I picked the Florida School of Massage because it was rated one of the top schools in the country, and having grown up in New Hampshire, I was tired of being cold. Go south, study in a serious program, then go directly into a program that specialized in muscle therapy for horses. The program had a requirement that all incoming students should have received 3 hours of professional massage. I hadn't received any.
That summer before the program, I was in Christiana, PA taking care of an aunt and uncle's horses and farm while they both traveled a lot for work. While riding one of my own horses, I had a fall that brought about some back pain. After a couple of days, I landed at a chiropractor's office where x-rays revealed a hairline fracture of my coccyx, my tailbone. The chiropractor adjusted me and asked if I felt I was under a lot of stress. I don't remember my response, but I do remember my surly contempt for people who talked about stress. I probably rolled my eyes and kept a thought like the following to myself: "What person with half a wit and an ounce of motivation isn't stressed? Could you just do your job and fix my back please?"
But the chiropractor kept asking questions. She said there was tightness in my body that was unrelated to the recent injury. She was sure that I was stressed. I wasn't claiming that I wasn't, but I definitely wasn't interested in discussing it. She wanted to know my work situation, my physical activity, details about my social life, how I felt, how often I could come in for treatments, what goals I had for myself. I thought she was unnecessarily nosy. I was suspicious of her intent. I wasn't interested in being her friend. I told her as little as possible. And, in all honesty, told her I couldn't afford to come in for adjustments very often so that it might be the last time. She told me the office would make a plan with me that worked for me, that she wasn't going to let me leave until we agreed on a treatment plan. Though it seems unreal to me even now, I think I paid $35 that day and signed an agreement that they would treat me as often as I needed for the remainder of the summer without paying anything additional. Right up until the end, I wasn't sure I could trust her. I was sure the office was going to come asking for money later. I just couldn't grasp why they would do something like that.
The chiropractor also talked me into getting my first 30 minute massage and my only massage before I started massage therapy school. I was, quite possibly, the most awkward first-time massage client a therapist has ever encountered. I left my shoes on. I left my pants on. I took my shirt off and left my bra on. I took the pillow out from where it was supposed to support my legs and put it under my head.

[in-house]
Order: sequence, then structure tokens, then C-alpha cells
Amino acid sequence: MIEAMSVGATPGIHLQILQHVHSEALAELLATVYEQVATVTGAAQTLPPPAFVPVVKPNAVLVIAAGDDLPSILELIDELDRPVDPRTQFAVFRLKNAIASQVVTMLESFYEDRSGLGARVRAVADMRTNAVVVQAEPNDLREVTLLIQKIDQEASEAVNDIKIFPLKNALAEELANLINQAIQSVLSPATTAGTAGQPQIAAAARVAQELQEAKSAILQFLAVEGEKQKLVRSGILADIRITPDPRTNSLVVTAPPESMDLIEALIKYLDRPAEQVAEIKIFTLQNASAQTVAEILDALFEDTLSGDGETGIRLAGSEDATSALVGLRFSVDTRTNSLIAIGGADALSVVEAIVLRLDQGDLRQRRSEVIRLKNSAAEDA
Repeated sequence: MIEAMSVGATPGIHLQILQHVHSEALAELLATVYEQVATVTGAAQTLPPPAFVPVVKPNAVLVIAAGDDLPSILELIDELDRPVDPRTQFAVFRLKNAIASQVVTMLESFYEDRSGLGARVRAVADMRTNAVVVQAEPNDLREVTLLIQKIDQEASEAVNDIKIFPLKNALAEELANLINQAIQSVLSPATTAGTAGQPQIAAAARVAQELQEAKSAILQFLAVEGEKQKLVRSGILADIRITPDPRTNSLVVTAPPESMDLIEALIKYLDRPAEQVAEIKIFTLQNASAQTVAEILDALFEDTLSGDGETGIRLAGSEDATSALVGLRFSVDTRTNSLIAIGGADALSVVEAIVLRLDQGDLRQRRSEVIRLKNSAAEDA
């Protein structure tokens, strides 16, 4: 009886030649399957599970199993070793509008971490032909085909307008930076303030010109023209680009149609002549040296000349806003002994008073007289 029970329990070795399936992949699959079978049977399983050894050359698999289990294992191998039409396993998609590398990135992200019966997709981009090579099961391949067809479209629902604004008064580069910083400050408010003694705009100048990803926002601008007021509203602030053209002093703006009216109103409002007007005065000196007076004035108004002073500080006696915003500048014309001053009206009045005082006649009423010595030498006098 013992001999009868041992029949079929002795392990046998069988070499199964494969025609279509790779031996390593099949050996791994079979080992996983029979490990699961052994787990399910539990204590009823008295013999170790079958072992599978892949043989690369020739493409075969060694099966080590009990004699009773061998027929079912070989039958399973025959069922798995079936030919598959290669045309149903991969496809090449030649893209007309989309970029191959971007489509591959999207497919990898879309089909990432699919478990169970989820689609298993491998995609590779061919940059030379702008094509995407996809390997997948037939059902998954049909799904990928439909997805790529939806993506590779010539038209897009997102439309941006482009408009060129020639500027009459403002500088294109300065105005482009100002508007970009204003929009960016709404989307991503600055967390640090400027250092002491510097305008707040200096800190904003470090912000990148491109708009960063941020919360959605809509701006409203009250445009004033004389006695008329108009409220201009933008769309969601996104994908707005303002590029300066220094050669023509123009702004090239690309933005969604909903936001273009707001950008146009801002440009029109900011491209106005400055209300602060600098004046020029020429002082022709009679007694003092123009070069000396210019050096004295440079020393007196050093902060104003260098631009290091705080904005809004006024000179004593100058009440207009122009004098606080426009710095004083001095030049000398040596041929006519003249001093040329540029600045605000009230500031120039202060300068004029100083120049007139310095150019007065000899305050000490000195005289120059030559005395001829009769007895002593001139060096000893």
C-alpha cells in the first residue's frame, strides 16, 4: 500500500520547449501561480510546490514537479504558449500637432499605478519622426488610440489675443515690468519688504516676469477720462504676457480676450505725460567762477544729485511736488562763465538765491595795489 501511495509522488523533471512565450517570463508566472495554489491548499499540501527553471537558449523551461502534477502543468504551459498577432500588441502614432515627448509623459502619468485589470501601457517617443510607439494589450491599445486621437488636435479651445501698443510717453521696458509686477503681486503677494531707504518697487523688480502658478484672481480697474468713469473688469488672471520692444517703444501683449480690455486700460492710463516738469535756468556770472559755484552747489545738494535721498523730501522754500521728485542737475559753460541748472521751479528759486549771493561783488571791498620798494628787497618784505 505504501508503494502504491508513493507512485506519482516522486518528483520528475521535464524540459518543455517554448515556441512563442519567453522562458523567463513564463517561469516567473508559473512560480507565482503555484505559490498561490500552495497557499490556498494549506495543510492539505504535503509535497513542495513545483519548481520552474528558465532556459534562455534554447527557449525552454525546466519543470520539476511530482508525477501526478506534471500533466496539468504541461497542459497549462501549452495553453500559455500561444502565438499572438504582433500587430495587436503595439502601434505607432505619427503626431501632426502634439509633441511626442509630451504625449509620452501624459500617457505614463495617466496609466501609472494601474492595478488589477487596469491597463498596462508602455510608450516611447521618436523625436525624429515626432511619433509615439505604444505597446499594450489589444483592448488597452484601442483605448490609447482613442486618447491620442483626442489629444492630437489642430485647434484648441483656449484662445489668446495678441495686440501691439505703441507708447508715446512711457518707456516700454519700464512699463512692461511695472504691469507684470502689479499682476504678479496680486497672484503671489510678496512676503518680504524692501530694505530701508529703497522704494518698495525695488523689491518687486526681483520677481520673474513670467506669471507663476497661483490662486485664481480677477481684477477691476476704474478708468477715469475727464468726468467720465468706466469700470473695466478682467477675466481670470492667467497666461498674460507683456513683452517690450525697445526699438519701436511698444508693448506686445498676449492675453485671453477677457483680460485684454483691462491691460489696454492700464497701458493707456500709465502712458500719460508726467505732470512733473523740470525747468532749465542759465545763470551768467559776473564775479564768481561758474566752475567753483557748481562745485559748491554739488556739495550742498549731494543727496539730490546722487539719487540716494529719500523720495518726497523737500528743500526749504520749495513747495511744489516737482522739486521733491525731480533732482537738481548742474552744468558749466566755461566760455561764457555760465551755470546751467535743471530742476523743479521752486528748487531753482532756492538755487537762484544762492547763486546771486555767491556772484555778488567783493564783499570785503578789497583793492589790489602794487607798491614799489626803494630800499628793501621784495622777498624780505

In hindsight, and even then, it was not a great massage. The therapist, unlike the chiropractor, had little interest in me and even less patience with my lack of knowledge. She sighed heavily and told me in exasperated tones at least a dozen times that I "should just relax". I was less than impressed, but was already signed up for school and scheduled to get on a plane to Florida in a matter of weeks.
Luckily for me, I went to a great school, and the teachers, with a much more subtle approach, asked questions and built connections of a whole, interconnected body, mind, and heart. No, I didn't buy into it entirely. Some of it was just too "hippy-dippy" for me. But I loved giving massage, loved letting my hands guide me. I remember telling a teacher that what I loved about giving a massage was the process of "diving in and then swimming around and seeing what I found". I still love that.
At the end of school I was willing to admit I liked giving massage to people, but was still more than comfortable opening a conversation with a line like "I don't really like people...." It is fortunate for me that people were generally amused by that, found something heartening in my oblivious honesty.
I moved to Connecticut, enrolled in a program that focused on muscle therapy for horses, and began building my massage practice. I split my time between a day spa and a wellness center and worked with clients who came in for chronic pain, acute injury, and many who kept coming back because they learned from experience, as I also did, the benefits of working in the layers of the body on a consistent basis.
After 6 years of practice, I took a break. I liked people ok at that point, had even adjusted my story about preferring to work with animals. It was no longer true. But I needed a break. My mind was edgy, and I decided to move to a new city and go back to school.
It's now been almost ten years since I first set my sights on Portland. I've completed an undergraduate degree, have worked as a spa host, a caregiver in an assisted living facility, a skills specialist for teenage girls in residential treatment, an assistant in a special education classroom for students with autism, an administrative assistant and events coordinator at a local non-profit organization, a patient care coordinator and front office coordinator at a medical imaging center, and finally, a graduate student in an MFA program focused on my own writing, teaching writing workshops, and building, again, my massage practice.
I am acutely aware of my own process, the way my own choices have drawn me toward things that I really needed without ever knowing what or why. Massage is definitely one of those things. Writing is definitely one of those things. Now, undeniable parts of me.
And as I think back, I'm really not sure how this story would have turned out if it wasn't for a caring, well-meaning (if pushy) chiropractor who saw through me and didn't give up on me.